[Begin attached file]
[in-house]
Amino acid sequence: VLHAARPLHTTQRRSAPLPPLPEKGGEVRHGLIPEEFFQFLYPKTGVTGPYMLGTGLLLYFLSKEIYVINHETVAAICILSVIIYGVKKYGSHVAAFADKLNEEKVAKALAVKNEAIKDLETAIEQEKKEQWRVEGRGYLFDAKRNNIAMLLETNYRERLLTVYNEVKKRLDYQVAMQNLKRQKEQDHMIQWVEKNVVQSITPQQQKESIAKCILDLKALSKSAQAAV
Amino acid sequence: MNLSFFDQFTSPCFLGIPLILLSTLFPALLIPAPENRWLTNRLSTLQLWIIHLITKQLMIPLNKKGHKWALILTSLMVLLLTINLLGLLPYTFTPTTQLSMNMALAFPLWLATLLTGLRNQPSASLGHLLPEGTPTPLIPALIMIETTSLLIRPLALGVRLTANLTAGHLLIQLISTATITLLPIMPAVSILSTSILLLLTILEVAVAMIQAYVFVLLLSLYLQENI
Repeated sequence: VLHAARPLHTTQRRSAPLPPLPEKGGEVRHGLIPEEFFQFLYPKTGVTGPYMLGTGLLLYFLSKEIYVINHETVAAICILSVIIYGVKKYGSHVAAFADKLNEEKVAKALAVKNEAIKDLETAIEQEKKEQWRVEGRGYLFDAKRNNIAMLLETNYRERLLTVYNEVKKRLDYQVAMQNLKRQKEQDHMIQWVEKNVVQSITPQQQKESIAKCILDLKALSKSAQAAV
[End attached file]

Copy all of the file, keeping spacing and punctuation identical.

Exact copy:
[in-house]
Amino acid sequence: VLHAARPLHTTQRRSAPLPPLPEKGGEVRHGLIPEEFFQFLYPKTGVTGPYMLGTGLLLYFLSKEIYVINHETVAAICILSVIIYGVKKYGSHVAAFADKLNEEKVAKALAVKNEAIKDLETAIEQEKKEQWRVEGRGYLFDAKRNNIAMLLETNYRERLLTVYNEVKKRLDYQVAMQNLKRQKEQDHMIQWVEKNVVQSITPQQQKESIAKCILDLKALSKSAQAAV
Amino acid sequence: MNLSFFDQFTSPCFLGIPLILLSTLFPALLIPAPENRWLTNRLSTLQLWIIHLITKQLMIPLNKKGHKWALILTSLMVLLLTINLLGLLPYTFTPTTQLSMNMALAFPLWLATLLTGLRNQPSASLGHLLPEGTPTPLIPALIMIETTSLLIRPLALGVRLTANLTAGHLLIQLISTATITLLPIMPAVSILSTSILLLLTILEVAVAMIQAYVFVLLLSLYLQENI
Repeated sequence: VLHAARPLHTTQRRSAPLPPLPEKGGEVRHGLIPEEFFQFLYPKTGVTGPYMLGTGLLLYFLSKEIYVINHETVAAICILSVIIYGVKKYGSHVAAFADKLNEEKVAKALAVKNEAIKDLETAIEQEKKEQWRVEGRGYLFDAKRNNIAMLLETNYRERLLTVYNEVKKRLDYQVAMQNLKRQKEQDHMIQWVEKNVVQSITPQQQKESIAKCILDLKALSKSAQAAV